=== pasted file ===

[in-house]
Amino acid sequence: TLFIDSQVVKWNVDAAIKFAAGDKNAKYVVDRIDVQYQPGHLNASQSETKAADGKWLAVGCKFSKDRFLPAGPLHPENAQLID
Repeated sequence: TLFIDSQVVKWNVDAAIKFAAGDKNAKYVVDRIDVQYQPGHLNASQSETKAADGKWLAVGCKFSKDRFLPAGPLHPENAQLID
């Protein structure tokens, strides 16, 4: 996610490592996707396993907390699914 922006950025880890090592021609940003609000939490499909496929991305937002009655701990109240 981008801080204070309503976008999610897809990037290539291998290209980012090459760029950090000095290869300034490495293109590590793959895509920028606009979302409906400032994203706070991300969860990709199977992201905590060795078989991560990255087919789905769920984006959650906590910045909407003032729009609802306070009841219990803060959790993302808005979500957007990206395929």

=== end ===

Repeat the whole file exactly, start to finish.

[in-house]
Amino acid sequence: TLFIDSQVVKWNVDAAIKFAAGDKNAKYVVDRIDVQYQPGHLNASQSETKAADGKWLAVGCKFSKDRFLPAGPLHPENAQLID
Repeated sequence: TLFIDSQVVKWNVDAAIKFAAGDKNAKYVVDRIDVQYQPGHLNASQSETKAADGKWLAVGCKFSKDRFLPAGPLHPENAQLID
């Protein structure tokens, strides 16, 4: 996610490592996707396993907390699914 922006950025880890090592021609940003609000939490499909496929991305937002009655701990109240 981008801080204070309503976008999610897809990037290539291998290209980012090459760029950090000095290869300034490495293109590590793959895509920028606009979302409906400032994203706070991300969860990709199977992201905590060795078989991560990255087919789905769920984006959650906590910045909407003032729009609802306070009841219990803060959790993302808005979500957007990206395929």